Please Take Our NewTeeVee Reader Survey!

The survey is now closed. Thanks to all who participated!
If you haven’t had a chance yet, we’d greatly appreciate a few minutes of your time spent filling out our NewTeeVee reader survey (embedded below). We heartily thank those of you who have responded already — it is so fun to learn more about you and hear your honest feedback. Chris, Liz and I might just be crazy enough to write for this site if nobody read it, but the experience of connecting directly to people who care, respond and participate in this space is a million times more rewarding. Later this week we plan to process and analyze all the responses — and take them to heart as we plan out our upcoming coverage.

TI Wants to Use DSPs for Low-power Computing

hdr_ti_logoTexas Instruments (s TXN) is looking to hop on the trend of using non x86 processors in the data center, according to Kathy Brown, general manager of the company’s wireless base station infrastructure business. Last night over dinner, Brown said the wireless chip powerhouse was trying to build a software framework that would enable researchers to run Linux on its high-end digital signal processing chips (DSP) used for scientific computing. Read More about TI Wants to Use DSPs for Low-power Computing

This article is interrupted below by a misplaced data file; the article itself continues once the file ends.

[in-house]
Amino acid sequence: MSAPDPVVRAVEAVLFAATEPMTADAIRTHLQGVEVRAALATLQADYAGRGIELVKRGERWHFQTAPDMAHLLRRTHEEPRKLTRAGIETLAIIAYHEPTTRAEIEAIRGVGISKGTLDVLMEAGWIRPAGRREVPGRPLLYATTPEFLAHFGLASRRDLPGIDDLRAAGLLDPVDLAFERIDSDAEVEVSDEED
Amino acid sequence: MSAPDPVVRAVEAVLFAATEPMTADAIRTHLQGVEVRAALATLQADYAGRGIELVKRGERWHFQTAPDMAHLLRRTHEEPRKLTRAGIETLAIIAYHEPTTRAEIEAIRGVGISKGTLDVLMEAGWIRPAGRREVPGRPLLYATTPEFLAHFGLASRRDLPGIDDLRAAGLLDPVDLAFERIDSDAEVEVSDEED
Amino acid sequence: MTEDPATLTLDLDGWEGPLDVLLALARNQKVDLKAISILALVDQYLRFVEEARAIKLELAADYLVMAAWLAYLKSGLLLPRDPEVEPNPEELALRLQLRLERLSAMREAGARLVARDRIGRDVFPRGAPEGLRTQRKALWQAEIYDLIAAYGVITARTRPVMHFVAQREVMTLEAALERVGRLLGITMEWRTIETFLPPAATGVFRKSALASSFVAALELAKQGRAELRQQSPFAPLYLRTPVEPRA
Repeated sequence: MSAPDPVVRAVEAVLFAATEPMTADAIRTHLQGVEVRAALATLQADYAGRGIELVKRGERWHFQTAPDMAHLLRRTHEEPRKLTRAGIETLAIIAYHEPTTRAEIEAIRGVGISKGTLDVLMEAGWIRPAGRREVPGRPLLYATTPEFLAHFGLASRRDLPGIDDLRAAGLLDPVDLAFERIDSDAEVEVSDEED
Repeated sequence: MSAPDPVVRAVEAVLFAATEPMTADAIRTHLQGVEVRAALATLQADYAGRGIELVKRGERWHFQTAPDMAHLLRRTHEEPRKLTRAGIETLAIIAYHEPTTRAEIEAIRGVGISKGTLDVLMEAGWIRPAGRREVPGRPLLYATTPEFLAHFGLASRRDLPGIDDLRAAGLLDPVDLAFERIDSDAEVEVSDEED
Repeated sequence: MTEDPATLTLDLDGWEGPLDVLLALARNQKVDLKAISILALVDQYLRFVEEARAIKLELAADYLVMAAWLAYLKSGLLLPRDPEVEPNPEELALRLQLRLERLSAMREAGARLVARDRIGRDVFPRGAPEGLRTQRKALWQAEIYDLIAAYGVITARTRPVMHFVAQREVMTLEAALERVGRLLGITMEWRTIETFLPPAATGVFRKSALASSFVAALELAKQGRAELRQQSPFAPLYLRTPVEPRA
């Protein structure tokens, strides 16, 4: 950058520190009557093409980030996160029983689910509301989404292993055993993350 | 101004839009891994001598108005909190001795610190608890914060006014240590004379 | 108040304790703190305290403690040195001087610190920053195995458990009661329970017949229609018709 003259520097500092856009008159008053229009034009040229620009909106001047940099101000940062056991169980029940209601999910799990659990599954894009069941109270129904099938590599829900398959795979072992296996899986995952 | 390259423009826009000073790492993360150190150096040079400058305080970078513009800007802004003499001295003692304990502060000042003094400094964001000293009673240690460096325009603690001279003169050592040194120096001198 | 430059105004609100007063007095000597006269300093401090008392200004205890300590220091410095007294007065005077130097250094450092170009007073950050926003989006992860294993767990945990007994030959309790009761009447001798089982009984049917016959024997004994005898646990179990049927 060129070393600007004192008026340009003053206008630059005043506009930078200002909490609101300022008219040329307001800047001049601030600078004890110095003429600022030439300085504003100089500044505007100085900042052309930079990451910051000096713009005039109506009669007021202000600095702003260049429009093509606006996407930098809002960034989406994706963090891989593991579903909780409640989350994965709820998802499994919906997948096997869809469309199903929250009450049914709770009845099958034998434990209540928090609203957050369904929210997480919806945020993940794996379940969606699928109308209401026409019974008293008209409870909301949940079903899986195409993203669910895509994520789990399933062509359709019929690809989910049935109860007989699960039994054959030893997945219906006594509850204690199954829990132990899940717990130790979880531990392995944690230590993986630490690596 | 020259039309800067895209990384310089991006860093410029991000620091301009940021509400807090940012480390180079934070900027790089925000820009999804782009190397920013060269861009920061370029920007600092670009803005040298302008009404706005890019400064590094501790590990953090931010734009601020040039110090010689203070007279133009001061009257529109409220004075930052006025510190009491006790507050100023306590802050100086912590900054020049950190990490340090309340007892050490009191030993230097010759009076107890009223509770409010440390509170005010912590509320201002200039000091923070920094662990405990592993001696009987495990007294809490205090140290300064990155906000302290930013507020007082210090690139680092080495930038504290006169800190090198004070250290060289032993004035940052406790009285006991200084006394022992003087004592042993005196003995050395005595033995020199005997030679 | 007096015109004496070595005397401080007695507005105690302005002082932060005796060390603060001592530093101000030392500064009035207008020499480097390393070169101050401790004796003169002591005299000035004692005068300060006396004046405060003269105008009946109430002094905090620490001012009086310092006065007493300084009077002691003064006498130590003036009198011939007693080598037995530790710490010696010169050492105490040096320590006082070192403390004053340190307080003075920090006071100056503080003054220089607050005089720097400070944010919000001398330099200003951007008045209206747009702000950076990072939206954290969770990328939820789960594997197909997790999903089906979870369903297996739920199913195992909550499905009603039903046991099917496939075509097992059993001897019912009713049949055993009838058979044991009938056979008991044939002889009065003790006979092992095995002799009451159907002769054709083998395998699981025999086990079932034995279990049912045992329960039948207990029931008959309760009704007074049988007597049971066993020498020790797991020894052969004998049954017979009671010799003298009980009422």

Cisco’s New Router Shows Need for New Processors

mk-as893_cisco__d_20081110200544Cisco today announced a new edge router capable of moving 6.4 terabytes of data — the equivalent of 200 full length movies — per second. Om anticipated the product last week, pointing out that the influx of data traveling over the Web requires better and faster equipment to manage such complexity and traffic growth. What we also need is a different type of chip. Read More about Cisco’s New Router Shows Need for New Processors

Could Climate Change Lead to Computing Change?

I wrote about an effort us use millions of specialized embedded processors to build an energy-efficient (relatively) supercomputer that could run at speeds of up to 200 petaflops over at Earth2Tech. The Department of Energy’s Lawrence Berkeley National Laboratory has signed a partnership with chip maker Tensilica to research building such a computer, but after chatting with Chris Rowan, Tensilica’s CEO, I wonder if more specialized computing tasks in the data center might be farmed out to highly customizable — but lower-powered — chips.